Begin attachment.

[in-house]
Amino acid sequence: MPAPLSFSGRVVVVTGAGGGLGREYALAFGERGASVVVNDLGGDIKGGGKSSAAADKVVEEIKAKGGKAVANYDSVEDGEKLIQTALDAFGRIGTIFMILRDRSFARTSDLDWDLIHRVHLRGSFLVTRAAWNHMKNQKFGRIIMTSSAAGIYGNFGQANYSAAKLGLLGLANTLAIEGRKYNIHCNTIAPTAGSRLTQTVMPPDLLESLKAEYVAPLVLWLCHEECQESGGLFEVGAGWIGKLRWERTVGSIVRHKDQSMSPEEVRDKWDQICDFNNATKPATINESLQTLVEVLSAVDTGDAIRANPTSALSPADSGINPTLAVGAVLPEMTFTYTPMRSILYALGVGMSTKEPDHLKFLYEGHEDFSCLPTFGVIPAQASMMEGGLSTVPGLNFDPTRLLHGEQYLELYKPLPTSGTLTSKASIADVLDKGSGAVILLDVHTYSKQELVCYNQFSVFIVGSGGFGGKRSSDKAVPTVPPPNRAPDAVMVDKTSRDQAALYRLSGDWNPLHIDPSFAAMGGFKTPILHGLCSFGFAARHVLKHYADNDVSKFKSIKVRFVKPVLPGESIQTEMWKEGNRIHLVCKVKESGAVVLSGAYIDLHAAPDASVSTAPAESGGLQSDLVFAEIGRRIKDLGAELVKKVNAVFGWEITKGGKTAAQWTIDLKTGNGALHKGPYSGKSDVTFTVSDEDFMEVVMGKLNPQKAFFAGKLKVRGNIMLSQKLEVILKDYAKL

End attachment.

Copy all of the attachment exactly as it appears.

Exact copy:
[in-house]
Amino acid sequence: MPAPLSFSGRVVVVTGAGGGLGREYALAFGERGASVVVNDLGGDIKGGGKSSAAADKVVEEIKAKGGKAVANYDSVEDGEKLIQTALDAFGRIGTIFMILRDRSFARTSDLDWDLIHRVHLRGSFLVTRAAWNHMKNQKFGRIIMTSSAAGIYGNFGQANYSAAKLGLLGLANTLAIEGRKYNIHCNTIAPTAGSRLTQTVMPPDLLESLKAEYVAPLVLWLCHEECQESGGLFEVGAGWIGKLRWERTVGSIVRHKDQSMSPEEVRDKWDQICDFNNATKPATINESLQTLVEVLSAVDTGDAIRANPTSALSPADSGINPTLAVGAVLPEMTFTYTPMRSILYALGVGMSTKEPDHLKFLYEGHEDFSCLPTFGVIPAQASMMEGGLSTVPGLNFDPTRLLHGEQYLELYKPLPTSGTLTSKASIADVLDKGSGAVILLDVHTYSKQELVCYNQFSVFIVGSGGFGGKRSSDKAVPTVPPPNRAPDAVMVDKTSRDQAALYRLSGDWNPLHIDPSFAAMGGFKTPILHGLCSFGFAARHVLKHYADNDVSKFKSIKVRFVKPVLPGESIQTEMWKEGNRIHLVCKVKESGAVVLSGAYIDLHAAPDASVSTAPAESGGLQSDLVFAEIGRRIKDLGAELVKKVNAVFGWEITKGGKTAAQWTIDLKTGNGALHKGPYSGKSDVTFTVSDEDFMEVVMGKLNPQKAFFAGKLKVRGNIMLSQKLEVILKDYAKL